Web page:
Regeneron’s Science Talent Search holds the honor of being the oldest and most prestigious STEM contest for high school seniors. Participants must compete individually and are evaluated by a national jury of professional scientists. Like Regeneron’s other competition, the Science Talent Search hands out significant cash, with scholarships and prizes totaling around 3 million.
RoboRAVE International sees students squaring off with self-designed robots. Following the training and simulation phases, the main event brings participants together from all over the world. Further, students learn by building robots using several programming languages and enjoy a lively and collaborative environment. Across RoboRAVE’s bevy of on-site and virtual challenges, students can also win various amounts of prize money.
Computer Science Competitions (13-15)
Aimed at middle school and high school girls, this contest aspires to draw more women into coding and computer science. Supervised by mentors, contestants collaborate in teams of 1-5 to design apps or AI projects that solve real-world problems. Past winners addressed issues ranging from climate change and poverty to domestic violence and women’s equality. The goal of the competition is to help girls build their tech skills and understand the impact of applying them. Thus, the competition welcomes participants with any degree of computer science training.
Groups typically begin working on their projects in January or earlier and submit them for judging in the spring. Along with participating and potentially making it to the world summit, winners can take home up to $2,000 in prizes and scholarships.
This student association offers 40 high school competitions in math and science fields, including animatronics, coding, and engineering. Refreshingly, it uses its competitions to explore the many intersections between technology and more social and cultural fields. For example, students can complete a challenge that focuses on computer-aided architectural design or can participate in a debate about technological issues. There are different eligibility rules for each challenge, so you should consult their website for the full details.
This list has already covered the International Olympiad in Informatics, and the USA Computing Olympiad is one of its precursor hackathons. Students who have won the USA Olympiad have gone on to represent their country at the international event. Winning USA teams can also compete in other regional and continental Olympic events. But make no mistake: winning or even participating in this more local competition is a highly impressive achievement in its own right.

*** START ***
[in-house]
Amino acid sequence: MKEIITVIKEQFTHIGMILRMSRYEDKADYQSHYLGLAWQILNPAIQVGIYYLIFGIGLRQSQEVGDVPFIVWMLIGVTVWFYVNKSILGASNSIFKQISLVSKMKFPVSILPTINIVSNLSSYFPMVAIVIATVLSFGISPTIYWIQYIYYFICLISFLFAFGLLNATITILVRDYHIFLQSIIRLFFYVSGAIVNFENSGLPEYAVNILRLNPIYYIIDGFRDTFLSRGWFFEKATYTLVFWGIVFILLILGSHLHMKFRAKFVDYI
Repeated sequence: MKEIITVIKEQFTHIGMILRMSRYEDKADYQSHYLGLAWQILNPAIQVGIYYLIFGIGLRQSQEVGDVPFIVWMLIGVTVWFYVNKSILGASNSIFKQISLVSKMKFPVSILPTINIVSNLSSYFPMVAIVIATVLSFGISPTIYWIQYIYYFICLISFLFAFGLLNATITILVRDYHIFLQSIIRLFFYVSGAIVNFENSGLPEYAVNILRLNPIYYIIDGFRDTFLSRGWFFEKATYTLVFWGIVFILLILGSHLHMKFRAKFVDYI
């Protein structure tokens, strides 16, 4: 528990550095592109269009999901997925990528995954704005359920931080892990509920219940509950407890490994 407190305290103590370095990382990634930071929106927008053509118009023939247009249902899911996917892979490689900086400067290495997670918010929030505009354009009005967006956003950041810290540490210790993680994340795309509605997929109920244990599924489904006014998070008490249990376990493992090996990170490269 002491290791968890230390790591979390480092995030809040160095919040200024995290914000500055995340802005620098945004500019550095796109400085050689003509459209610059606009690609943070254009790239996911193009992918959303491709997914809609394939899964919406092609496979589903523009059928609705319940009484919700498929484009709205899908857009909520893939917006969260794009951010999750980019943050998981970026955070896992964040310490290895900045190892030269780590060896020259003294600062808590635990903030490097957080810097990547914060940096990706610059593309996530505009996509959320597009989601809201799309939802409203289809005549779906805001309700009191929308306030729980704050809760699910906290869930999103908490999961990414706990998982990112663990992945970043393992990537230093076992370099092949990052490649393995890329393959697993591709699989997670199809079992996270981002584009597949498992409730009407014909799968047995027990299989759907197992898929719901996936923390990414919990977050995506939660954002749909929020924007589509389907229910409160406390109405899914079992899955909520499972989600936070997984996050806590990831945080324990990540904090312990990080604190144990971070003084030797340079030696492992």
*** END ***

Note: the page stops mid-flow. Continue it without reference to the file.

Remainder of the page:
Computer Science Competitions—In Review
In conclusion, the above list is just the tip of the iceberg as far as computer science competitions for high school students goes. We encourage you to do your own research if you are interested in getting some competition experience under your belt. There are many local and regional contests that offer a great way for students to engage without devoting heaps of time and mental resources. At the same time, use your judgment and consult mentors about entering competitions that are not publicized beyond their websites. And don’t feel compelled to pay prohibitively high participation fees, as there are many others that will be more accessible.
Several of the above competitions undoubtedly boast prestigious awards and eye-popping prize winnings. However, it is important to keep in mind the other real benefits of participating in contests like these. Like computer science summer training programs, computer science competitions are a terrific extra-curricular means of acquiring further tech skills. Further, these venues are fantastic ways of networking with like minded computer science enthusiasts and professionals. These connections can help you as you consider pursuing academic and career computer science pathways.
Participating in computer science competitions can be just as valuable as winning them. In your college applications for the best computer science schools and top colleges recruited by Silicon Valley, you can point to your experience in these competitions as evidence of the commitment and creativity you will bring as a college student. Keep a mental or written log of these experiences so that you are prepared to discuss how they impacted you and your future plans. Lastly, keep track of the enthusiasm and joy you felt in competing, as this will evidence the kind of dedication you will bring as a computer science expert.